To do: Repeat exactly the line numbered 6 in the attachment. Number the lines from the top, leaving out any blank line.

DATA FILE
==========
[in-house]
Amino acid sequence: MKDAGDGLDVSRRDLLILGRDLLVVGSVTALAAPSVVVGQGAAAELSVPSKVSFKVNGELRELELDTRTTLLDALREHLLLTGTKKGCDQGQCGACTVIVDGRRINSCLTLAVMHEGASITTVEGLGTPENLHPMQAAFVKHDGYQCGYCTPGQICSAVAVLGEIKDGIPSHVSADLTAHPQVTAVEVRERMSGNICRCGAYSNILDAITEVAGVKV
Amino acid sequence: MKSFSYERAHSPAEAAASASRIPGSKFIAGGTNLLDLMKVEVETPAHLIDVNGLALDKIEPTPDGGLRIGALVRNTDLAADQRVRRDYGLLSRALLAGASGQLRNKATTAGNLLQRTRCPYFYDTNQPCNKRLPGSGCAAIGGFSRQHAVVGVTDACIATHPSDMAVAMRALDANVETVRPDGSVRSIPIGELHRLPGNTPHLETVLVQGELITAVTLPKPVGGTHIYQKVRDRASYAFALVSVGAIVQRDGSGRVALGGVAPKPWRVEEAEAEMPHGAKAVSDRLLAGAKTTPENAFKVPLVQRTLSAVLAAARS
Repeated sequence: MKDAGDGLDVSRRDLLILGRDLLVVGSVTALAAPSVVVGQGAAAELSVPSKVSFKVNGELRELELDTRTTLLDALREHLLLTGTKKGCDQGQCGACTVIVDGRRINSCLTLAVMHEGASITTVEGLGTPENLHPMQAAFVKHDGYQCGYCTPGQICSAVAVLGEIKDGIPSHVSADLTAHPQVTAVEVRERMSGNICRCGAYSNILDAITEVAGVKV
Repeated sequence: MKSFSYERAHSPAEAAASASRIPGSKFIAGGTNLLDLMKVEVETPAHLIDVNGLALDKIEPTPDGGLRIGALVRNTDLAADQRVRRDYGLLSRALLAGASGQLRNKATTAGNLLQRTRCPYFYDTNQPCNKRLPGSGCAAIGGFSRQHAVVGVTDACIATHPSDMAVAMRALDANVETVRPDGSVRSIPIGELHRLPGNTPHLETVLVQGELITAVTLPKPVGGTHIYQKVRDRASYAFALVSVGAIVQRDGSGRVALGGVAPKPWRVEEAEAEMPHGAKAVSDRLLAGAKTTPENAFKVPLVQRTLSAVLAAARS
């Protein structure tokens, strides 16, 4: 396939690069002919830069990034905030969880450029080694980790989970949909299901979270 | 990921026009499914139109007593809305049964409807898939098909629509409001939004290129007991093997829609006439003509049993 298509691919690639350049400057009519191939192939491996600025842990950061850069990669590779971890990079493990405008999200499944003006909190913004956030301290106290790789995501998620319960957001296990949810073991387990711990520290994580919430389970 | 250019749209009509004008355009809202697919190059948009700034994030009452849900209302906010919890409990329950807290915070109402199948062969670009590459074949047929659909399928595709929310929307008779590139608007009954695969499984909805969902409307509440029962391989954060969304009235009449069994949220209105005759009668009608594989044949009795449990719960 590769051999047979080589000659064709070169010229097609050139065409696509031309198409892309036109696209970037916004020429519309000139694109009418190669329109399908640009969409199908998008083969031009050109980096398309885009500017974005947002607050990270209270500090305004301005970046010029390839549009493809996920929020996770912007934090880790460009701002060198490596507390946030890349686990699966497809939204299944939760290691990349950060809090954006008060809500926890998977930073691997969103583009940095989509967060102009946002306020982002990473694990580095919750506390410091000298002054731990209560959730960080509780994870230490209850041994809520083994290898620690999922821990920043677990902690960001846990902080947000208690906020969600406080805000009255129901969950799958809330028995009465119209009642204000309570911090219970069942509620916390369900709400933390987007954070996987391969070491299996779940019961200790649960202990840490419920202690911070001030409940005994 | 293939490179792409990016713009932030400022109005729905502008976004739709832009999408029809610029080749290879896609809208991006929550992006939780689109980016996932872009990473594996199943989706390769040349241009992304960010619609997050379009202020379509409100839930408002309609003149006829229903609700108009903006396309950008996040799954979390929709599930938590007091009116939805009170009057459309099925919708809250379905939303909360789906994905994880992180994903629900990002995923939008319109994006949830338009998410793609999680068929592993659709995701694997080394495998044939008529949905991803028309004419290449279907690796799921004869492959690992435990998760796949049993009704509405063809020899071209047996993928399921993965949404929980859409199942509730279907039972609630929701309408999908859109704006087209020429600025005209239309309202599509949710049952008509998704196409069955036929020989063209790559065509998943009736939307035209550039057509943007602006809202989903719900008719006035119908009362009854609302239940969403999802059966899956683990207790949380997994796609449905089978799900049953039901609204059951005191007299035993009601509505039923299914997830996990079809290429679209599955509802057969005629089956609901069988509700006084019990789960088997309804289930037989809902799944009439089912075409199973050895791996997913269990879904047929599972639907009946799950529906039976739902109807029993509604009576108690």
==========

């Protein structure tokens, strides 16, 4: 396939690069002919830069990034905030969880450029080694980790989970949909299901979270 | 990921026009499914139109007593809305049964409807898939098909629509409001939004290129007991093997829609006439003509049993 298509691919690639350049400057009519191939192939491996600025842990950061850069990669590779971890990079493990405008999200499944003006909190913004956030301290106290790789995501998620319960957001296990949810073991387990711990520290994580919430389970 | 250019749209009509004008355009809202697919190059948009700034994030009452849900209302906010919890409990329950807290915070109402199948062969670009590459074949047929659909399928595709929310929307008779590139608007009954695969499984909805969902409307509440029962391989954060969304009235009449069994949220209105005759009668009608594989044949009795449990719960 590769051999047979080589000659064709070169010229097609050139065409696509031309198409892309036109696209970037916004020429519309000139694109009418190669329109399908640009969409199908998008083969031009050109980096398309885009500017974005947002607050990270209270500090305004301005970046010029390839549009493809996920929020996770912007934090880790460009701002060198490596507390946030890349686990699966497809939204299944939760290691990349950060809090954006008060809500926890998977930073691997969103583009940095989509967060102009946002306020982002990473694990580095919750506390410091000298002054731990209560959730960080509780994870230490209850041994809520083994290898620690999922821990920043677990902690960001846990902080947000208690906020969600406080805000009255129901969950799958809330028995009465119209009642204000309570911090219970069942509620916390369900709400933390987007954070996987391969070491299996779940019961200790649960202990840490419920202690911070001030409940005994 | 293939490179792409990016713009932030400022109005729905502008976004739709832009999408029809610029080749290879896609809208991006929550992006939780689109980016996932872009990473594996199943989706390769040349241009992304960010619609997050379009202020379509409100839930408002309609003149006829229903609700108009903006396309950008996040799954979390929709599930938590007091009116939805009170009057459309099925919708809250379905939303909360789906994905994880992180994903629900990002995923939008319109994006949830338009998410793609999680068929592993659709995701694997080394495998044939008529949905991803028309004419290449279907690796799921004869492959690992435990998760796949049993009704509405063809020899071209047996993928399921993965949404929980859409199942509730279907039972609630929701309408999908859109704006087209020429600025005209239309309202599509949710049952008509998704196409069955036929020989063209790559065509998943009736939307035209550039057509943007602006809202989903719900008719006035119908009362009854609302239940969403999802059966899956683990207790949380997994796609449905089978799900049953039901609204059951005191007299035993009601509505039923299914997830996990079809290429679209599955509802057969005629089956609901069988509700006084019990789960088997309804289930037989809902799944009439089912075409199973050895791996997913269990879904047929599972639907009946799950529906039976739902109807029993509604009576108690």